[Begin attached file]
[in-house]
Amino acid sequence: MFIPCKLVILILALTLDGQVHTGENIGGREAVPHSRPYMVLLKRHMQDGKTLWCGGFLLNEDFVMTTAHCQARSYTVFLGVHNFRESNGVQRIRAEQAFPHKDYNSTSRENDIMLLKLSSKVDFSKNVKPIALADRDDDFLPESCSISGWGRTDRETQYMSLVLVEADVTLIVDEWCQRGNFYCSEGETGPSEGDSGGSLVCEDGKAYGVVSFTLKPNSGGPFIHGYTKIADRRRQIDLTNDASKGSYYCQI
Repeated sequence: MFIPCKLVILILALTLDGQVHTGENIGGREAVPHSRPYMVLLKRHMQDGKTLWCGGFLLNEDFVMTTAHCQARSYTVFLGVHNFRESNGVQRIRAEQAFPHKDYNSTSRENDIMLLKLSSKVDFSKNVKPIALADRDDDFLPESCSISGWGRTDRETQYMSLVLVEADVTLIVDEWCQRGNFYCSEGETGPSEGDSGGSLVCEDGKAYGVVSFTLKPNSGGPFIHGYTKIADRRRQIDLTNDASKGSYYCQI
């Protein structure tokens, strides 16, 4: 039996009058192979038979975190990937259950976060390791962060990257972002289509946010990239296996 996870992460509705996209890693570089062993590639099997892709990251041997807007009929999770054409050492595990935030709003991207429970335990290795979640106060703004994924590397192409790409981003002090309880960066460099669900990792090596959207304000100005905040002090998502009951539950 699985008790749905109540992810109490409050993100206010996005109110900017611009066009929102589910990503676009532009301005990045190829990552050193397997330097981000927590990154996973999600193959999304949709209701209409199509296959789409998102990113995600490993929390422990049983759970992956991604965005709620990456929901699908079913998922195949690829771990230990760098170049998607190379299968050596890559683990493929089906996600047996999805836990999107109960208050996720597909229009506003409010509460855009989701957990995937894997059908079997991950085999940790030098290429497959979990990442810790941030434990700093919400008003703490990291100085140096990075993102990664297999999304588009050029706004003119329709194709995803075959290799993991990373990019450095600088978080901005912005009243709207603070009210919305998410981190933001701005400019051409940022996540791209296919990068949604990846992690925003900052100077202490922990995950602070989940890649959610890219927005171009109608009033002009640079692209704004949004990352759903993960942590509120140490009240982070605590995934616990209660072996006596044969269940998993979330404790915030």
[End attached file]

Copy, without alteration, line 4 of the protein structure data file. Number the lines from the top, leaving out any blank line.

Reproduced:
């Protein structure tokens, strides 16, 4: 039996009058192979038979975190990937259950976060390791962060990257972002289509946010990239296996 996870992460509705996209890693570089062993590639099997892709990251041997807007009929999770054409050492595990935030709003991207429970335990290795979640106060703004994924590397192409790409981003002090309880960066460099669900990792090596959207304000100005905040002090998502009951539950 699985008790749905109540992810109490409050993100206010996005109110900017611009066009929102589910990503676009532009301005990045190829990552050193397997330097981000927590990154996973999600193959999304949709209701209409199509296959789409998102990113995600490993929390422990049983759970992956991604965005709620990456929901699908079913998922195949690829771990230990760098170049998607190379299968050596890559683990493929089906996600047996999805836990999107109960208050996720597909229009506003409010509460855009989701957990995937894997059908079997991950085999940790030098290429497959979990990442810790941030434990700093919400008003703490990291100085140096990075993102990664297999999304588009050029706004003119329709194709995803075959290799993991990373990019450095600088978080901005912005009243709207603070009210919305998410981190933001701005400019051409940022996540791209296919990068949604990846992690925003900052100077202490922990995950602070989940890649959610890219927005171009109608009033002009640079692209704004949004990352759903993960942590509120140490009240982070605590995934616990209660072996006596044969269940998993979330404790915030």